By Keith Idec
Don King didn’t really respond on a conference call when he was asked about Bernard Hopkins predicting he would put King’s depleted promotional company out of the boxing business by beating Tavoris Cloud on March 9 in Brooklyn.
The ever-verbose promoter instead called Hopkins “an excellent fighter” and “a credit to the sport.” King also contended that he and Hopkins have never had a “protagonist-antagonist” relationship, despite Hopkins’ complaints about his time as a King-promoted middleweight champion.
The 81-year-old legend did make sure to take a not-so-subtle shot at Hopkins he knew would really rile up the 48-year-old contender as his IBF light heavyweight fight against the undefeated Cloud nears. King implied that Hopkins’ thorough thrashing of then-undefeated Felix Trinidad in September 2001, the crowning moment of “The Executioner’s” 24-year pro career, should’ve been recorded with some sort of asterisk.
The cunning King insists the aftermath of 9/11 distracted Trinidad and gave Hopkins a psychological advantage of the Puerto Rican icon entering their 12-round middleweight title fight. Hopkins, then 36, dominated Trinidad, then 28, en route to a 12th-round technical knockout win at Madison Square Garden on Sept. 29, 2001.
The fight initially was scheduled for Sept. 15, 2001, but it was postponed two weeks as those that lived and worked in New York tried to recover from the terrorist attacks on the city.
“Trinidad was out fighting for the glory of America, going to the firehouses,” King said. “His mind got taken away with 9/11. We were the first [boxing] event [after] 9/11 in the state of New York. They were trying to bring people back to demonstrate that terror anywhere is a threat to freedom everywhere. And so [Trinidad] was visiting the hospitals, feeding the hungry, feeding the firemen and the workers, and going back and forth to the firehouses and things. And so he was sort of off his game when he fought. Had it been just a normal thing when we went into the fight, it may have been different.”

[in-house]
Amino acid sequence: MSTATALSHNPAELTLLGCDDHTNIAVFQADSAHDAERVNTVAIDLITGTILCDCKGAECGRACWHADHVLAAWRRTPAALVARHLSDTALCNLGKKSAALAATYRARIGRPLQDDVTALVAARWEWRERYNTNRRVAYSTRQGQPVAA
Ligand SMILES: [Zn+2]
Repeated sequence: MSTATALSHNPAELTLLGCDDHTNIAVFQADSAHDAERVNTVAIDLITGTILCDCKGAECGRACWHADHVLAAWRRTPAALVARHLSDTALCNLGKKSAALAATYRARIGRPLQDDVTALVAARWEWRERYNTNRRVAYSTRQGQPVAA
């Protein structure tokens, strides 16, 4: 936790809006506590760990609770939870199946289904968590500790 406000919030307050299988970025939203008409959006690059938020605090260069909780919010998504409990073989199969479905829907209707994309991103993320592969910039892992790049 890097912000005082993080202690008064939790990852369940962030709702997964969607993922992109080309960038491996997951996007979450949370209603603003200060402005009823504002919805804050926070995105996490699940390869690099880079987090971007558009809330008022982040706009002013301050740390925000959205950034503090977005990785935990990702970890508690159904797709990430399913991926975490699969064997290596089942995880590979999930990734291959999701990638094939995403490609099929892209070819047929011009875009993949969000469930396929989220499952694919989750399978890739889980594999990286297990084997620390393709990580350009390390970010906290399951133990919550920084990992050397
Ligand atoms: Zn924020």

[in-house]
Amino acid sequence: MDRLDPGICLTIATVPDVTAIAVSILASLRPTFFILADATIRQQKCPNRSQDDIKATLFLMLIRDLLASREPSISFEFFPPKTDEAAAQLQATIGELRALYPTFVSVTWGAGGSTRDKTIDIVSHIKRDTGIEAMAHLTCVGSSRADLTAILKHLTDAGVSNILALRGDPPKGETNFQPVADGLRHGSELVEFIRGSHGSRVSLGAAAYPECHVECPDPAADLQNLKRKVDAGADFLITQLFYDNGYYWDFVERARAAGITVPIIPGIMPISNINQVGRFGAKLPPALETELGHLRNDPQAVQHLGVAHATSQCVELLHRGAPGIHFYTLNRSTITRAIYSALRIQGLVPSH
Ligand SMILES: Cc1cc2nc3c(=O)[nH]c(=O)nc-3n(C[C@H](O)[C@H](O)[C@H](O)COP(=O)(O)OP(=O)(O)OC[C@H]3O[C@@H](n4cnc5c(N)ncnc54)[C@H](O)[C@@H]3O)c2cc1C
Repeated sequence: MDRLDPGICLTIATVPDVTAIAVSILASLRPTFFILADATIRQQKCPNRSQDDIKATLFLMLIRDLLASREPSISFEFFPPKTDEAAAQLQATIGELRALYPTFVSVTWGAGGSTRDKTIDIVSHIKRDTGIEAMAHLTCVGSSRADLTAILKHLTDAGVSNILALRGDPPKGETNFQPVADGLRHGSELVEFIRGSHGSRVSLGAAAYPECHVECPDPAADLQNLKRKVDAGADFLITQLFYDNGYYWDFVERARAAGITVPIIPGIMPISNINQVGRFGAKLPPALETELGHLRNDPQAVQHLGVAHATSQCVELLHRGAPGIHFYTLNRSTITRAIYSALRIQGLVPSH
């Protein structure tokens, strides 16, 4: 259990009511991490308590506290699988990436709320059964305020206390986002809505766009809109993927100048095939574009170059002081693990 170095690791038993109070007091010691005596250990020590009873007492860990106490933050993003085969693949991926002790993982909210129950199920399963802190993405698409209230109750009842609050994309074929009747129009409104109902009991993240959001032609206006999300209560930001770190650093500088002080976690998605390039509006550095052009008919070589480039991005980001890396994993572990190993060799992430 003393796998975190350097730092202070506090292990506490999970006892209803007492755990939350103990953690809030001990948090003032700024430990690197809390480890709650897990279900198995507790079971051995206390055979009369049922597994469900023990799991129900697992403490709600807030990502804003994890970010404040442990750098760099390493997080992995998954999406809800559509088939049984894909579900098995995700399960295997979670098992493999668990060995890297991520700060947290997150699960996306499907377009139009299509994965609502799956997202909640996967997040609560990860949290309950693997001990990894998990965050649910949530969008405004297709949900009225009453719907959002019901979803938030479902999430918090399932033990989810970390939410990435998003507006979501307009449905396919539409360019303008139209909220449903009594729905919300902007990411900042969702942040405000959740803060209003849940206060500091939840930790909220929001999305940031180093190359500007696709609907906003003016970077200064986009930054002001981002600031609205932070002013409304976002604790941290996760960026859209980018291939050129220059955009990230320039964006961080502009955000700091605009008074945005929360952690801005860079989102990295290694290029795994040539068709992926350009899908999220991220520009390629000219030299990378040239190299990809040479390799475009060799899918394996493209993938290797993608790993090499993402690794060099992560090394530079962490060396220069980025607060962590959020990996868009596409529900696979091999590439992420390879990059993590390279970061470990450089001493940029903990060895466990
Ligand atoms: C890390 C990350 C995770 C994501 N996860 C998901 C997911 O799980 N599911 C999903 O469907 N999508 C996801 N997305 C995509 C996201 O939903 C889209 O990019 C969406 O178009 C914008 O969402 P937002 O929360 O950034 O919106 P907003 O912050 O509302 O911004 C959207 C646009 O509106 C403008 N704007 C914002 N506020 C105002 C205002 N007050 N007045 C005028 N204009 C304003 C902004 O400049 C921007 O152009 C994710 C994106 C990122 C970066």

Trinidad, while wildly popular, never really was the same caliber of fighter after Hopkins brutalized him. King cannot help but wonder what would’ve occurred in the ring between Hopkins and Trinidad had 9/11 never happened.
“Bernard, as you know, did not come in [to New York] until after the thing was over,” King continued. “He came in the last day or the day before the fight, beforehand, and he played a great mind game. He made [Trinidad] unwrap his hands, wrap his hands, all those type of things that only a veteran of the game [would do]. … So I never really call that, in my mind, a total victory for Bernard over Trinidad, because Trinidad was fighting for freedom and fighting against terrorism, along with an opponent named Bernard Hopkins.
“He was spread too thin, working on other things for the upward mobility and the elevation of the people of New York, and letting the terrorists know that we are not afraid. We’re not afraid. As FDR said, ‘We have nothing to fear but fear itself.’ And he demonstrated that by going around, meeting everyone he could and inspiring them at a very traumatic and terrible time. So that being said, maybe I can get them back together on the senior tour after Tavoris knocks him out.”
Keith Idec covers boxing for The Record and Herald News, of Woodland Park, N.J., and BoxingScene.com. He can be reached on Twitter @Idecboxing.